Foreign Services – Providing foreign currency, travelers cheques, etc.
Money Transmission – Funds transfer etc.
Savings – Fixed deposits, etc.
Services of place or time – ATM Services.
Status – Debit Cards, Credit Cards, etc.
20. Bank Lending
Banks extend credit to different categories of
borrowers for a wide variety of purposes. Bank
credit is provided to households, retail traders, small
and medium enterprises (SMEs), corporates, the
Government undertakings etc. in the economy.
Principle of Lending:
21. Loan Policy
The loan policy typically lays down lending
guidelines in the following areas:
Level of credit-deposit ratio
Targeted portfolio mix
22. Types of Advances(Lending)
Universal Banking Services
Advances can be broadly classified into Fund-based lending and Non
fund based lending
Fund based lending: This is a direct form of lending in which a
loan with an actual cash outflow is given to the borrower by the
Bank. The loan can be to provide for financing capital goods and/or
working capital requirements etc.
Non-fund based lending: These are services, where there is no
outlay of funds by the bank when the commitment is made. At a
later stage however, the bank may have to make funds available.
When the commitment is made, the bank charges a fee to the
customer. Therefore, it is also called fee-based business..
23. Services for Business
Working Capital Finance
Loans to Small and Medium Enterprises
Bill Purchase / Discount
Letter of Credit
24. Services for Individuals
Sale of Financial Products
Financial Planning and Wealth Management
Executors and Trustees
25. International Banking
International banking relates to financial
intermediaries that bid for time deposits and make
loans in the offshore market
It is an unregulated market involving greater risk
It is a wholesale segment of lending and deposit
International banking brings together borrowers and
lenders from same country or different countries
They are substitutes for the domestic banking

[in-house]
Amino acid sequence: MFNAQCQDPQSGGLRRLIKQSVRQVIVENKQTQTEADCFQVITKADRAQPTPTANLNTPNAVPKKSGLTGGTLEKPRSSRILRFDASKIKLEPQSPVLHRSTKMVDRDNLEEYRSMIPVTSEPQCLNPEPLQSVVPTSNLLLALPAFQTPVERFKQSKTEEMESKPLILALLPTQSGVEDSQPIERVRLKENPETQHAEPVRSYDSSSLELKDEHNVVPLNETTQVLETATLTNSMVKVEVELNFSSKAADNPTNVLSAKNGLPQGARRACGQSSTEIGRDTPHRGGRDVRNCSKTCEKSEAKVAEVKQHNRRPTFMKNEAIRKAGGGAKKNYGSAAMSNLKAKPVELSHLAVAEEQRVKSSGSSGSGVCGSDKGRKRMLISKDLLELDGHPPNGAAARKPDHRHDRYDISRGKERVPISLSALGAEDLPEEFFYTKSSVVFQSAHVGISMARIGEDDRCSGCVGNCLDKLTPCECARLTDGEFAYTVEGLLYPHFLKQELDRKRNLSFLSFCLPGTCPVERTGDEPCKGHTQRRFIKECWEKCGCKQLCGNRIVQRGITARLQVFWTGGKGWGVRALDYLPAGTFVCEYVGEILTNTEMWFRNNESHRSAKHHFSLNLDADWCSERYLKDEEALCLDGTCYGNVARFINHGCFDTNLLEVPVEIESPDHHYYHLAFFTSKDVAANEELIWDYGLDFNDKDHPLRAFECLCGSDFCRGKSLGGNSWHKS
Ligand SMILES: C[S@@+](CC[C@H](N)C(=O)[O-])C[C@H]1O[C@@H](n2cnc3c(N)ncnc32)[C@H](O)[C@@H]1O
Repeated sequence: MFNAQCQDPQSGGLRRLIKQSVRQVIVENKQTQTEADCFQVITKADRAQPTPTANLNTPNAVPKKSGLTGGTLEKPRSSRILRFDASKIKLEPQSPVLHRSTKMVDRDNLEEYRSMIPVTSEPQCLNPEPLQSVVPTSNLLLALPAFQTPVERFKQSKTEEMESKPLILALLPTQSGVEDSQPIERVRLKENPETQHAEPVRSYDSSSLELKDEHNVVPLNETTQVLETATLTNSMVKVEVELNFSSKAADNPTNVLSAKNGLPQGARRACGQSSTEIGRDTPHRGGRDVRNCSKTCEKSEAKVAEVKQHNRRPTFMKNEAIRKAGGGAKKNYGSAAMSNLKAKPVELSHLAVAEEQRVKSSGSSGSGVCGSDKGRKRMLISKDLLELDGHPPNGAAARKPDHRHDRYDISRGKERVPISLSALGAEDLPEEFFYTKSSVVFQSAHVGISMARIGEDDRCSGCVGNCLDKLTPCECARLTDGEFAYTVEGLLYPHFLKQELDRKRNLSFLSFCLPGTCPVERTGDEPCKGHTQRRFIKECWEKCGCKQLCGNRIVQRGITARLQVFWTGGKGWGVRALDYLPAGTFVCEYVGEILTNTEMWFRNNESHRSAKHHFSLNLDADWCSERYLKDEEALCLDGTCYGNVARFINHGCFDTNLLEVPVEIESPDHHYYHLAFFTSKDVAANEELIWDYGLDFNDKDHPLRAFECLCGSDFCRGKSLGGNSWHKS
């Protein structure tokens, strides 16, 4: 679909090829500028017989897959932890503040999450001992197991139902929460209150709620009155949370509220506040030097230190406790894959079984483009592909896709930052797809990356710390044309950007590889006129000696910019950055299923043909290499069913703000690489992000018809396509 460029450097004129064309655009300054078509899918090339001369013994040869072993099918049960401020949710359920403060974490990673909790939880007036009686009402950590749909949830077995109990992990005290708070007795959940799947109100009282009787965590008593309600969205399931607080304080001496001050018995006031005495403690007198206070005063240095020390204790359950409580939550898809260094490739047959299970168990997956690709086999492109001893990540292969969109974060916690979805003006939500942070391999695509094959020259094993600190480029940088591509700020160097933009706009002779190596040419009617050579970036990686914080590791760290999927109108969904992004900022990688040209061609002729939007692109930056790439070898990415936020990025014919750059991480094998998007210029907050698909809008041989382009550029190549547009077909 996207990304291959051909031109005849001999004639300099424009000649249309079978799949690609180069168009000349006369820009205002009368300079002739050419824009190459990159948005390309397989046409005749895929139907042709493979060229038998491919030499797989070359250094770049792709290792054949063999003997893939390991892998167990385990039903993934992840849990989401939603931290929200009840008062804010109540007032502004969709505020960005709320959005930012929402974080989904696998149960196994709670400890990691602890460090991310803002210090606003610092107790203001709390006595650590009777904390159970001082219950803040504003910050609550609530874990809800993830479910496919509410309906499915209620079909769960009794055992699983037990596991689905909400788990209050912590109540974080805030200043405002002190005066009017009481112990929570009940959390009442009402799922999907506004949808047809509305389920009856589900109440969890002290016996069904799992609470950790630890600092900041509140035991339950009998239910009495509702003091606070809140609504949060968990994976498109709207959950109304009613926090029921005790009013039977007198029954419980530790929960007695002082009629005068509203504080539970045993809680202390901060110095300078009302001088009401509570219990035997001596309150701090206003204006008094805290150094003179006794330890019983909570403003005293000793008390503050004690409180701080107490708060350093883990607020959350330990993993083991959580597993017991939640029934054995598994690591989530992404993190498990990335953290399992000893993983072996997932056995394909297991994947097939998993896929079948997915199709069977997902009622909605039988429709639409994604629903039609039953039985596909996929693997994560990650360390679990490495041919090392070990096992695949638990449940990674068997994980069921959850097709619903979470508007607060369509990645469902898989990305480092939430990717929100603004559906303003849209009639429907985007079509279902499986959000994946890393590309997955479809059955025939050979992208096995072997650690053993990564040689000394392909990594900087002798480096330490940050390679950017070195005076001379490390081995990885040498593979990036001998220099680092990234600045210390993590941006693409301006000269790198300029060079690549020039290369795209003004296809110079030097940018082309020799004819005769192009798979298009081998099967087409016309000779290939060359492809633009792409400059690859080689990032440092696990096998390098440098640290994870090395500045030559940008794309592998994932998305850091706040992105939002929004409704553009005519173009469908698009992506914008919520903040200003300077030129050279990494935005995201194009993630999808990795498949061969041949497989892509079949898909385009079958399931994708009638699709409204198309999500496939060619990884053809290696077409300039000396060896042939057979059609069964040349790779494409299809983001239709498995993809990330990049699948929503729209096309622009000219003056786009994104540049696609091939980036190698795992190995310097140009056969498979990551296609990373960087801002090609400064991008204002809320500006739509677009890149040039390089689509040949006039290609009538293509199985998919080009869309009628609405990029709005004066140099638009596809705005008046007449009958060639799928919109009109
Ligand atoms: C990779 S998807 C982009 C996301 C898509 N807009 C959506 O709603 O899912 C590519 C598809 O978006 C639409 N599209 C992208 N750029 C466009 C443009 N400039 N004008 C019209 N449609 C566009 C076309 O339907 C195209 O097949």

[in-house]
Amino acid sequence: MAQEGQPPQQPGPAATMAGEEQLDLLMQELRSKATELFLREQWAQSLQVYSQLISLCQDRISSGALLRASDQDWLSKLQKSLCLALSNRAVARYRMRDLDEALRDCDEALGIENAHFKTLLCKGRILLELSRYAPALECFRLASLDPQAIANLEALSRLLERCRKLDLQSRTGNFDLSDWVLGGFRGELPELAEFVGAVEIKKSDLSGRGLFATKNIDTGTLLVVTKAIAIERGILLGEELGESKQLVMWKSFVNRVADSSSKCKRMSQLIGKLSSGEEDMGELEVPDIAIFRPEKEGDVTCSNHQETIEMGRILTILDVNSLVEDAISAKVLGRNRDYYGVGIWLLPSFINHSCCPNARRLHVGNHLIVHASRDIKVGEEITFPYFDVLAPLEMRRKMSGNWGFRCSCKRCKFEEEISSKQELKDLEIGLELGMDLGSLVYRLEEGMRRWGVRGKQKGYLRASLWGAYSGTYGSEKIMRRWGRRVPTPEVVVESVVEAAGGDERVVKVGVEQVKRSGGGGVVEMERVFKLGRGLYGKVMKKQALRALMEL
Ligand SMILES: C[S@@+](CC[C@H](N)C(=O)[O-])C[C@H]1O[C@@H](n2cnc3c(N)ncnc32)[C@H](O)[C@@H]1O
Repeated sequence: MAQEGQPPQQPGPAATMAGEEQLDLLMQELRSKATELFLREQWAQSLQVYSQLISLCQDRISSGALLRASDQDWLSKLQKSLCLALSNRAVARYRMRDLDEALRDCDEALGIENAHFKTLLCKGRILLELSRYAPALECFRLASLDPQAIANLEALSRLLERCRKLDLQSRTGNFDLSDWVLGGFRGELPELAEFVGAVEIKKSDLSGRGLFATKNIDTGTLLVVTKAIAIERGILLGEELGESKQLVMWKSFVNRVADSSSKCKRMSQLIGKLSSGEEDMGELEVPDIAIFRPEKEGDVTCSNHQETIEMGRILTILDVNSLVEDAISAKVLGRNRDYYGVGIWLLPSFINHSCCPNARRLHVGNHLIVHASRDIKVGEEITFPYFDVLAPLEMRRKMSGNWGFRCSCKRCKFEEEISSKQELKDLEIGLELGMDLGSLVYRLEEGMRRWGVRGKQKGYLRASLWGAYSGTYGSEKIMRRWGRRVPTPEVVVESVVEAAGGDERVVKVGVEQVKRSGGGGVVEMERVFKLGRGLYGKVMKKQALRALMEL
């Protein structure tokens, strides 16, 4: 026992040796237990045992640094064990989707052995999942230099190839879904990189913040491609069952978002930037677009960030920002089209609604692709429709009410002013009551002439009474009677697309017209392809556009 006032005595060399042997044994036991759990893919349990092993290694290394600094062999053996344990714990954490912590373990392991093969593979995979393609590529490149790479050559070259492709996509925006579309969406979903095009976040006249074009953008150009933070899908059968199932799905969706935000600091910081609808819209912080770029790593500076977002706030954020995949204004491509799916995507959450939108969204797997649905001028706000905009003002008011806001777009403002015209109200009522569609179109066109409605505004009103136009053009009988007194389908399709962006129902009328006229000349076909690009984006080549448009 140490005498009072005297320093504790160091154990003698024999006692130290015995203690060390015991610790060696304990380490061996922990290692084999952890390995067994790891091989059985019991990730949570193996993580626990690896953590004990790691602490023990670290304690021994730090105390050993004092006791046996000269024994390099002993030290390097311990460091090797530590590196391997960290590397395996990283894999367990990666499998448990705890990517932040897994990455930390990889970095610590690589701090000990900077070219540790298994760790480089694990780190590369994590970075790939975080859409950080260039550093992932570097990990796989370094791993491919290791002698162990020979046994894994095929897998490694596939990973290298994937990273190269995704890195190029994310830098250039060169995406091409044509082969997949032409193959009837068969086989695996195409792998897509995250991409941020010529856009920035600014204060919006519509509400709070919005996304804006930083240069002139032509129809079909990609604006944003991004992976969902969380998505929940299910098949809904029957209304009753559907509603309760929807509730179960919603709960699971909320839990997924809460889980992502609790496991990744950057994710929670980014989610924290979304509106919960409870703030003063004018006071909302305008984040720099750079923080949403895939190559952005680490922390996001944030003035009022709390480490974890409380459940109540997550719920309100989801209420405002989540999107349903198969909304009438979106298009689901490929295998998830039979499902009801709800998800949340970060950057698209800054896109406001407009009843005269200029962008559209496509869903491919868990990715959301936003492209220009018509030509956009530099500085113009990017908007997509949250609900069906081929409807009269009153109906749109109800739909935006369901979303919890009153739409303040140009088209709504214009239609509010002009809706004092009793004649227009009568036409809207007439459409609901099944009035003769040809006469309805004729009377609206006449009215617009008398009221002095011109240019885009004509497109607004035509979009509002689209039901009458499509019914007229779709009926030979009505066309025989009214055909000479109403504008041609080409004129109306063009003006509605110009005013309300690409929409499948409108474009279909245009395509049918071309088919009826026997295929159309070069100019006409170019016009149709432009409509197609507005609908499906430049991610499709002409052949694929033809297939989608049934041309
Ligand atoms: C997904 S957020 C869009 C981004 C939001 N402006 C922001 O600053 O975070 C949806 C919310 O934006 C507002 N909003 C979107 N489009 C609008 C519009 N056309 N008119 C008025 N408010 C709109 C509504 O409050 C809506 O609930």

26. Major Functions of International Banking
1. Facilitate trade financing
2. Arrange for foreign exchange
3. Assist in hedging exchange rate risk
4. Trade foreign exchange products for their own
5. Borrow and lend in the Eurocurrency market
6. Participate in international loan syndicate
7. Participate in underwriting foreign bonds issues.
8. Provide consultancy and advice on hedging
strategies, interest rate and currency swap
27. BASEL Framework
Bank for International Settlements (BIS)
Established on 17 May 1930, the BIS is the world's oldest
international financial organization. It has its head office in
BIS fosters co-operation among central banks and other
agencies in pursuit of monetary and financial stability. It
fulfills this mandate by acting as:
• A forum to promote discussion and policy analysis among central
banks and within the international financial community
• A centre for economic and monetary research
• A prime counterparty for central banks in their financial transactions
• Agent or trustee in connection with international financial operations
28. Every two months, the BIS hosts in Basel, meetings of Governors
and senior officials of member central banks. The meetings provide
an opportunity for participants to discuss the world economy and
financial markets, and to exchange views on topical issues of central
bank interest or concern.
BIS also organizes frequent meetings of experts on monetary and
financial stability issues, as well as on more technical issues such as
legal matters, reserve management, IT systems, internal audit and
BIS is a hub for sharing statistical information among central banks.
It publishes statistics on global banking, securities, foreign exchange
and derivatives markets.
29. Role Of Information Technology (IT) In
The Banking Sector
Banking environment has become highly competitive today. To be
able to survive and grow in the changing market environment banks
are going for the latest technologies, which is being perceived as an
‘enabling resource’ that can help in developing learner and more
flexible structure that can respond quickly to the dynamics of a fast
changing market scenario.
It is also viewed as an instrument of cost reduction and effective
communication with people and institutions associated with the
Information Technology enables sophisticated product development,
better market infrastructure, implementation of reliable techniques
for control of risks and helps the financial intermediaries to reach
geographically distant and diversified markets.
Many banks have modernized their services with
the facilities of computer and electronic
The electronics revolution has made it possible to
provide ease and flexibility in banking operations to
the benefit of the customer.
The e-banking has made the customer say good-
bye to huge account registers and large paper bank
31. The e-banks, which may call as easy bank offers the
following services to its customers
Credit Cards – Debit Cards
EFT (Electronic Funds Transfer)
EDI (Electronic Data Interchange)
32. Benefits of E-banking
• Anywhere Banking no matter wherever the customer is
in the world. Balance enquiry, request for services,
issuing instructions etc., from anywhere in the world is
• Anytime Banking – Managing funds in real time and
most importantly, 24 hours a day, 7days a week.
• Convenience acts as a tremendous psychological
benefit all the time.
• Brings down “Cost of Banking” to the customer over a
period a period of time.